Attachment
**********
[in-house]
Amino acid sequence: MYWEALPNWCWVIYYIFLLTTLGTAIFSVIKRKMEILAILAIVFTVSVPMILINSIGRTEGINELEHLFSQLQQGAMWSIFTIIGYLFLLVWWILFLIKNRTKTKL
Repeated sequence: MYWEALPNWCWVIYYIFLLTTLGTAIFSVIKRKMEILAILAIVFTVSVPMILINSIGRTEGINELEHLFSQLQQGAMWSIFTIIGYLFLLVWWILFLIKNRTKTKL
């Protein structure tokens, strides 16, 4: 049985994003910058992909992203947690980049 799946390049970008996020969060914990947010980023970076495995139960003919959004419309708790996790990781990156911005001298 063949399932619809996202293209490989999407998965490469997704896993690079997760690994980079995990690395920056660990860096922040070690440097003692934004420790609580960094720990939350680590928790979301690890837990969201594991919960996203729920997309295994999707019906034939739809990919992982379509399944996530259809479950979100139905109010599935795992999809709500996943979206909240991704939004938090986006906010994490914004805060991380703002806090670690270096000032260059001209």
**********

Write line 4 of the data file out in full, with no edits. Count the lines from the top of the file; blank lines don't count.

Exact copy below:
């Protein structure tokens, strides 16, 4: 049985994003910058992909992203947690980049 799946390049970008996020969060914990947010980023970076495995139960003919959004419309708790996790990781990156911005001298 063949399932619809996202293209490989999407998965490469997704896993690079997760690994980079995990690395920056660990860096922040070690440097003692934004420790609580960094720990939350680590928790979301690890837990969201594991919960996203729920997309295994999707019906034939739809990919992982379509399944996530259809479950979100139905109010599935795992999809709500996943979206909240991704939004938090986006906010994490914004805060991380703002806090670690270096000032260059001209």